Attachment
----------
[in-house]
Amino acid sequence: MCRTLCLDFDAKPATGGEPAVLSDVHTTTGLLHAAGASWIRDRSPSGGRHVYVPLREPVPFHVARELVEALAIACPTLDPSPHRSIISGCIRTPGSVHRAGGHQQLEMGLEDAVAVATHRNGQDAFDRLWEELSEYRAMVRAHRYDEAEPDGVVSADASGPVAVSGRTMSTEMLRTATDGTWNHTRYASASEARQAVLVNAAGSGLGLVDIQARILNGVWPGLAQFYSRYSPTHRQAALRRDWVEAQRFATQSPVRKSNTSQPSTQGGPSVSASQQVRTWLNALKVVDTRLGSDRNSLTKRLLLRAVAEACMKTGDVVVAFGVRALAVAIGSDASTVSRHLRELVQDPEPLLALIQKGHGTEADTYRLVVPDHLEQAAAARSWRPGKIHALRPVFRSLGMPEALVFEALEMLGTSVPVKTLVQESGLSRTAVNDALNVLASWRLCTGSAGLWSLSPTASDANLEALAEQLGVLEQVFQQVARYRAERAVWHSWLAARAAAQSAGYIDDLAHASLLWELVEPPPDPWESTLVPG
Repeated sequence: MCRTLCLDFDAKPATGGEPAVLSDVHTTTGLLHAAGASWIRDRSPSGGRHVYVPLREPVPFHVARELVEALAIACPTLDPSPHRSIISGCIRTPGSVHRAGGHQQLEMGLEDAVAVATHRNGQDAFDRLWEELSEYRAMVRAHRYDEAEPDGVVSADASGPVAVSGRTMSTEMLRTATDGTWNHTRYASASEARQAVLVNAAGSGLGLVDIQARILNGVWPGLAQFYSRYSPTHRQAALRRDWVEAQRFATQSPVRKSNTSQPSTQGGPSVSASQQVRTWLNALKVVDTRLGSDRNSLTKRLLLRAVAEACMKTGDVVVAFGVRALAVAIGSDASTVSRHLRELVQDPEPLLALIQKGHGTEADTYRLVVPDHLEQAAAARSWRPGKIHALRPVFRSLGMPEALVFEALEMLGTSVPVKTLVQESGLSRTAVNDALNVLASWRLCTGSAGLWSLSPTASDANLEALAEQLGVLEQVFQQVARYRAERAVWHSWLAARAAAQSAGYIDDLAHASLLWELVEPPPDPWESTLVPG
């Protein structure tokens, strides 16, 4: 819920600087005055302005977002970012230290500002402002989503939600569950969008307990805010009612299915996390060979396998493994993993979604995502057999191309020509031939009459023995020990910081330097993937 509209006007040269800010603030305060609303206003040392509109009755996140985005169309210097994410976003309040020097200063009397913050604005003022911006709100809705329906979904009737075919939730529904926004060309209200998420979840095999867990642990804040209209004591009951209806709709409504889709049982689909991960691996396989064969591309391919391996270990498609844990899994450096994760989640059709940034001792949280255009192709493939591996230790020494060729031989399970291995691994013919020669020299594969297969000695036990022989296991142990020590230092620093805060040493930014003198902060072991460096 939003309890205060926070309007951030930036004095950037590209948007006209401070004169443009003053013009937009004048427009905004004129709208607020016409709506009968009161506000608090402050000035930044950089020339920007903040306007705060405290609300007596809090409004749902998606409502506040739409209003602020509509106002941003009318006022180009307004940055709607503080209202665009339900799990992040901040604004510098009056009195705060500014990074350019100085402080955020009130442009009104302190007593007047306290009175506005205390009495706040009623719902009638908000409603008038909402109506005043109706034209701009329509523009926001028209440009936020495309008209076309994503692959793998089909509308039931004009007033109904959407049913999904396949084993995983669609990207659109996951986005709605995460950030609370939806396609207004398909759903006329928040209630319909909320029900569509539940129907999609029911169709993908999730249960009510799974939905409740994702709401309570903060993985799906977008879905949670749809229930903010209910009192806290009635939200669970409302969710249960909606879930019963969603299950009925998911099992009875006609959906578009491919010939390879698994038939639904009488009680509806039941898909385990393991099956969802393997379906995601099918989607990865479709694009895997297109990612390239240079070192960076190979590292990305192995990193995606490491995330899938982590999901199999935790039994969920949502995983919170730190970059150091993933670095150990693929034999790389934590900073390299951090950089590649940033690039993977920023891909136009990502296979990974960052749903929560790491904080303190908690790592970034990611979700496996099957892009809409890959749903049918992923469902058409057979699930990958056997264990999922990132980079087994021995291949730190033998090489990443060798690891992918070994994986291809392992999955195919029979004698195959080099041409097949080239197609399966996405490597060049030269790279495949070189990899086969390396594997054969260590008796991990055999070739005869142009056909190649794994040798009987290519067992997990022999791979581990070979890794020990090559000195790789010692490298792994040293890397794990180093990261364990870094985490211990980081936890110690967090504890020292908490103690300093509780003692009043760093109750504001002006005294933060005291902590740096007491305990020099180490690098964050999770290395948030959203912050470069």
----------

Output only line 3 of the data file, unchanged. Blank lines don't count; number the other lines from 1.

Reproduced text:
Repeated sequence: MCRTLCLDFDAKPATGGEPAVLSDVHTTTGLLHAAGASWIRDRSPSGGRHVYVPLREPVPFHVARELVEALAIACPTLDPSPHRSIISGCIRTPGSVHRAGGHQQLEMGLEDAVAVATHRNGQDAFDRLWEELSEYRAMVRAHRYDEAEPDGVVSADASGPVAVSGRTMSTEMLRTATDGTWNHTRYASASEARQAVLVNAAGSGLGLVDIQARILNGVWPGLAQFYSRYSPTHRQAALRRDWVEAQRFATQSPVRKSNTSQPSTQGGPSVSASQQVRTWLNALKVVDTRLGSDRNSLTKRLLLRAVAEACMKTGDVVVAFGVRALAVAIGSDASTVSRHLRELVQDPEPLLALIQKGHGTEADTYRLVVPDHLEQAAAARSWRPGKIHALRPVFRSLGMPEALVFEALEMLGTSVPVKTLVQESGLSRTAVNDALNVLASWRLCTGSAGLWSLSPTASDANLEALAEQLGVLEQVFQQVARYRAERAVWHSWLAARAAAQSAGYIDDLAHASLLWELVEPPPDPWESTLVPG